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THE SHASHI THAROOR COLUMN

Different takes on the faith


Many readers — including several who began by describing themselves as my admirers — made it clear that they emphatically disagreed with my views on temple entry for non-Hindus.


I suppose it was inevitable that my appeal to the powers that be at the Guruvayur temple (“Nature of the Faith”, July 8) to open their doors to any who cared to enter, should have elicited a ferocious backlash. My argument was that temple s exist to open doors to God, not to close them to people; instead of imposing various restrictions on who can enter, I argued, the temple authorities should let even unbelievers in, as other religions do. Many readers — including several who began by describing themselves as my admirers — made it clear that they emphatically disagreed.

For the status quo

R. Rajagopalan of Alappuzha writes on behalf of “a silent majority of ardent devotees who would like to have it as at present — a calm place of only real believers in the Lord, chanting His name, and not crowded with tourists”. Frankly I think that description of Guruvayur is an utter fantasy, since I have never known the temple to be calm or uncrowded. Indeed, Mr. Rajagopalan rather undermines his own case by conceding that “already it takes, on any ordinary day, nearly three hours in the queue for a genuine devotee to get a glimpse of the Lord”. But he adds: “how long will it be if tourists also are allowed in?” My response would be that any tourists who are willing to brave that three-hour queue (and the priests shouting “move on!” in tones hardly conducive to piety) deserve admission: there are unlikely to be so many of them as to make the crowding significantly worse than it already is.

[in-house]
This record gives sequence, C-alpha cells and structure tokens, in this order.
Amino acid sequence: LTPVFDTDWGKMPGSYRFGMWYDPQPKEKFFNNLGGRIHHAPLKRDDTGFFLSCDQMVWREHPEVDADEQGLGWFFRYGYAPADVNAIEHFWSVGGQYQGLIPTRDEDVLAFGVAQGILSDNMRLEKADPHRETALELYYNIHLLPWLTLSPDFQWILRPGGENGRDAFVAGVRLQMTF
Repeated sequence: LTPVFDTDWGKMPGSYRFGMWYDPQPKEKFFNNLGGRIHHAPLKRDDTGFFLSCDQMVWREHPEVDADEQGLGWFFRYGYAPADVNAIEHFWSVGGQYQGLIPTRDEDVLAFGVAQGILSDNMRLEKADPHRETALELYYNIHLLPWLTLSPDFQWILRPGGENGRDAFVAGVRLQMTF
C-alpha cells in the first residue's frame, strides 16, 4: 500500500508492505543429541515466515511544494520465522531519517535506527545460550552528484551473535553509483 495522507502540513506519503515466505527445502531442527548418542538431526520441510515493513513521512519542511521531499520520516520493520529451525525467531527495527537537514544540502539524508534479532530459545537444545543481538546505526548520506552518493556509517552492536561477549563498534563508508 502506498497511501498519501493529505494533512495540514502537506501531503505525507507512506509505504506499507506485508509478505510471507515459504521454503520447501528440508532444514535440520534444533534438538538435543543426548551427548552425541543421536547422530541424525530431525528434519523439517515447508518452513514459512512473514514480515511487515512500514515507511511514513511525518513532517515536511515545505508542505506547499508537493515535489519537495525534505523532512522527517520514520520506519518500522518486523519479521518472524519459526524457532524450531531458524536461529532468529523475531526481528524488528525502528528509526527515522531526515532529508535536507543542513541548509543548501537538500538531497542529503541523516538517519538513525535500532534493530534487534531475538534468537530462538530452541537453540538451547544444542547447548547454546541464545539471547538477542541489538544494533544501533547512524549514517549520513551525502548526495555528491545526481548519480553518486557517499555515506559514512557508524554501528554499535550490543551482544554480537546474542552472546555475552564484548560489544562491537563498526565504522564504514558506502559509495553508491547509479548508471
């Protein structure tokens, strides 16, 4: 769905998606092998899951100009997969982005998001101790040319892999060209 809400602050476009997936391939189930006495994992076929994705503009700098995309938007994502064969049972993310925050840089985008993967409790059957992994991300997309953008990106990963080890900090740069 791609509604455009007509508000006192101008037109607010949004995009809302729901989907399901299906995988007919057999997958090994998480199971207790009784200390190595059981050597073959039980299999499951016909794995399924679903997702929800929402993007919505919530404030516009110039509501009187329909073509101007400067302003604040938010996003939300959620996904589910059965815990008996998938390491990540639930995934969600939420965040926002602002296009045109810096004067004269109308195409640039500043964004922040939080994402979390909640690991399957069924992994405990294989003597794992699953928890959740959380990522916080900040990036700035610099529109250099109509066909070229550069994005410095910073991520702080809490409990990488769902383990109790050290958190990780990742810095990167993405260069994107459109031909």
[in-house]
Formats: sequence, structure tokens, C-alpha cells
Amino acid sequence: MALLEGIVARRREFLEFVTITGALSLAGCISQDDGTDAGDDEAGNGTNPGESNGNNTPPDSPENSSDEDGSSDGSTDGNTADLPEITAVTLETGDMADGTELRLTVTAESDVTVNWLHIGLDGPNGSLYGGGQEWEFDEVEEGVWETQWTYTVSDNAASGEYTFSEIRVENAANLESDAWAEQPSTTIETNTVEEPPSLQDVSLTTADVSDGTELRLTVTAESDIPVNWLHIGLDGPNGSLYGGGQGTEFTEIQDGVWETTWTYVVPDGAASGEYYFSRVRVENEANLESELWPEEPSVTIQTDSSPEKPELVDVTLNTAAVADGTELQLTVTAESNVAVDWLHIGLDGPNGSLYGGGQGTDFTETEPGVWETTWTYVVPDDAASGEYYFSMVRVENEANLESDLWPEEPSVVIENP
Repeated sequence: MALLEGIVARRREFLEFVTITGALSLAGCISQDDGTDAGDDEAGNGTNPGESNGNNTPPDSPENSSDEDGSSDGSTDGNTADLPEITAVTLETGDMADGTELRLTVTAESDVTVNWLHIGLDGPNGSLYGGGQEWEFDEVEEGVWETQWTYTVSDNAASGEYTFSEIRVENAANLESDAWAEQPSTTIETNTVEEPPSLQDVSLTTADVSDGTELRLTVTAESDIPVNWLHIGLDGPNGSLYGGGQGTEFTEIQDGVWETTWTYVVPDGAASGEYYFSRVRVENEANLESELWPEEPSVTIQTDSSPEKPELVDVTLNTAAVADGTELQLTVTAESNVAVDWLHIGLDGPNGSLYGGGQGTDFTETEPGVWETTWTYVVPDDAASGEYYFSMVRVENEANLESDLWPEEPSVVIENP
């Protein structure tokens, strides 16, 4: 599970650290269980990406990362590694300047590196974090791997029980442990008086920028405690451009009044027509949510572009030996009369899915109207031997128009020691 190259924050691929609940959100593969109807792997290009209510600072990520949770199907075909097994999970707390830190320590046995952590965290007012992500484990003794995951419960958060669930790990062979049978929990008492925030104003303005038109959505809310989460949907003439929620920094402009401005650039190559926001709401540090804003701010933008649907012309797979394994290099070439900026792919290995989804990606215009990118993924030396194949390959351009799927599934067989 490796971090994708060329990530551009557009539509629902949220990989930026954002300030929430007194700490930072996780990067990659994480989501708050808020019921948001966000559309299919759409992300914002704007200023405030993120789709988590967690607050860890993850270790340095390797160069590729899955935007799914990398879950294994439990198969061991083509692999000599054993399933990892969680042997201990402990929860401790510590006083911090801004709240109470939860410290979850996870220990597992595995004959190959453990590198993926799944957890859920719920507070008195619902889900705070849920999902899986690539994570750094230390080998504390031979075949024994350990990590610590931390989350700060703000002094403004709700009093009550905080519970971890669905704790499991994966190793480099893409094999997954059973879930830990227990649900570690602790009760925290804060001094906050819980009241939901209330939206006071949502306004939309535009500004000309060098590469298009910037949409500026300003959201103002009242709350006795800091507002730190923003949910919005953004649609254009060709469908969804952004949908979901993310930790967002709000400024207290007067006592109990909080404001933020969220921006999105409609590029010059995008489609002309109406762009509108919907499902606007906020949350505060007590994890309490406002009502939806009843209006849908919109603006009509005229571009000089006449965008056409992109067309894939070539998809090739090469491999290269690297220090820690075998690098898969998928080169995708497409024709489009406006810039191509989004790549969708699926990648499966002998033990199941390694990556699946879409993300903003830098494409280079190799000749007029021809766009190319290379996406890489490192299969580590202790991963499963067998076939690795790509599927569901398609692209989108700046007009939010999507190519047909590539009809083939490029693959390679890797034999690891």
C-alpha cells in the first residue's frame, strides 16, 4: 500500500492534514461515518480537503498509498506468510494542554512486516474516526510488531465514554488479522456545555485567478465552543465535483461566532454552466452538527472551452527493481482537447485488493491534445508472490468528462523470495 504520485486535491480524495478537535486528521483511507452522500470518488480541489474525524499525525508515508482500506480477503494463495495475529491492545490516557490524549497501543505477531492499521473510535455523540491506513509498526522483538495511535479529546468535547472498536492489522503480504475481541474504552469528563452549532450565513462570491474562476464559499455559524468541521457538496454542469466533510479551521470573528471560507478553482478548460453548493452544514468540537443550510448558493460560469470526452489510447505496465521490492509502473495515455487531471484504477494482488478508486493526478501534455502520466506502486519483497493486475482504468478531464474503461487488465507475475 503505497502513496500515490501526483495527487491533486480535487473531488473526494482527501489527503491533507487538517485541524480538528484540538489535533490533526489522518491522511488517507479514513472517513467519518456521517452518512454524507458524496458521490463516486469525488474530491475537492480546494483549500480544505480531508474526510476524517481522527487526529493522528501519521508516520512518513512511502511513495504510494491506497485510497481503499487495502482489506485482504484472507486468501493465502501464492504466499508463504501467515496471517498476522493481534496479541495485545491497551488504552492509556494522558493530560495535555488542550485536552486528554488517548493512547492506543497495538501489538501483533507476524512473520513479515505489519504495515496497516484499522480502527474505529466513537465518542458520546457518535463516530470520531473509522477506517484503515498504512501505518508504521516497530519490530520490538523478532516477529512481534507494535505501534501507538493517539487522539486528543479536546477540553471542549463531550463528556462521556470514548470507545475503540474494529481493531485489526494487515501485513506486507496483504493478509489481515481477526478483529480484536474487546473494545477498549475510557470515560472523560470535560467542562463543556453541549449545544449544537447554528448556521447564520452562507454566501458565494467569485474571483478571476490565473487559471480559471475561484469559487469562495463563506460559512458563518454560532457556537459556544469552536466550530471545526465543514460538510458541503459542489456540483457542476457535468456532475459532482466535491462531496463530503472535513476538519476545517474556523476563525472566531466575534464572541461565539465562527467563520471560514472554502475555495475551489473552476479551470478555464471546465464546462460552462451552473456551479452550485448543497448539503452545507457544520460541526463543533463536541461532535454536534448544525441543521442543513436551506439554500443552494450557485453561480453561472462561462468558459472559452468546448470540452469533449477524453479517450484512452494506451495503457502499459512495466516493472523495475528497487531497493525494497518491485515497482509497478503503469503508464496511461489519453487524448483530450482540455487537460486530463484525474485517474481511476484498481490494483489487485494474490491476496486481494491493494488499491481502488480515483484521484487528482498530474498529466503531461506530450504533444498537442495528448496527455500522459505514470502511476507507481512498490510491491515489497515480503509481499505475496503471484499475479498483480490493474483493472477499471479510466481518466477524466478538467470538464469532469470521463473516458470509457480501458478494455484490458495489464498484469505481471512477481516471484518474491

But Mr. Rajagoapalan’s real point lies in the words, “What real business do non-Hindus, opposed to idol-worship, have in the temple? Unlike the Semitic religions, Hinduism does not believe in conversions. Therefore we don’t believe in saying to unbelievers, ‘come in and see what we have to offer’. We are not on offer.” Let others pursue “other paths to God”, he says, “but let us peacefully follow our [own] path”.

Intrinsically different?

Mr. P. S. Leelakrishnan of Koyilandy in Kerala tells me that mosques and churches “are mere places of worship. A temple, on the other hand, is the seat of an idol installed according to Thantra Sastra and worshipped as a symbol of God and daily pujas are performed by trained priests according to Tantric rituals. Purificatory rites are part of daily pujas. Every Tom, Dick and Harry cannot enter a Hindu temple at his sweet will and pleasure even if he is a bo rn Hindu. One goes to a temple only for worship, not for sightseeing as you suggested. Utmost purity of body and mind should be maintained by worshipper. The Hindu knows when he can go to a temple and when he cannot. Who will teach these matters to non–Hindus if doors of Temples are kept open for all as you wanted?”

V. Jayapal of Thrissur says the exclusionary practices did not exist in the ages of the yagnas and yagas, when temples were open to all, but arose more recently “to safeguard Hindu values and scriptures̶ 1; — perhaps, he speculates, to protect “the valuables of the temples from the Mughal attacks and onslaughts, and by local Muslim Rulers like Tippu”. He admits that such considerations are no longer relevant, and goes on to laud the contributions of non-Hindus to the development of Hinduism, mentioning K.J. Yesudas, Yusaf Ali Kechery and Kalamandalam Hyderali.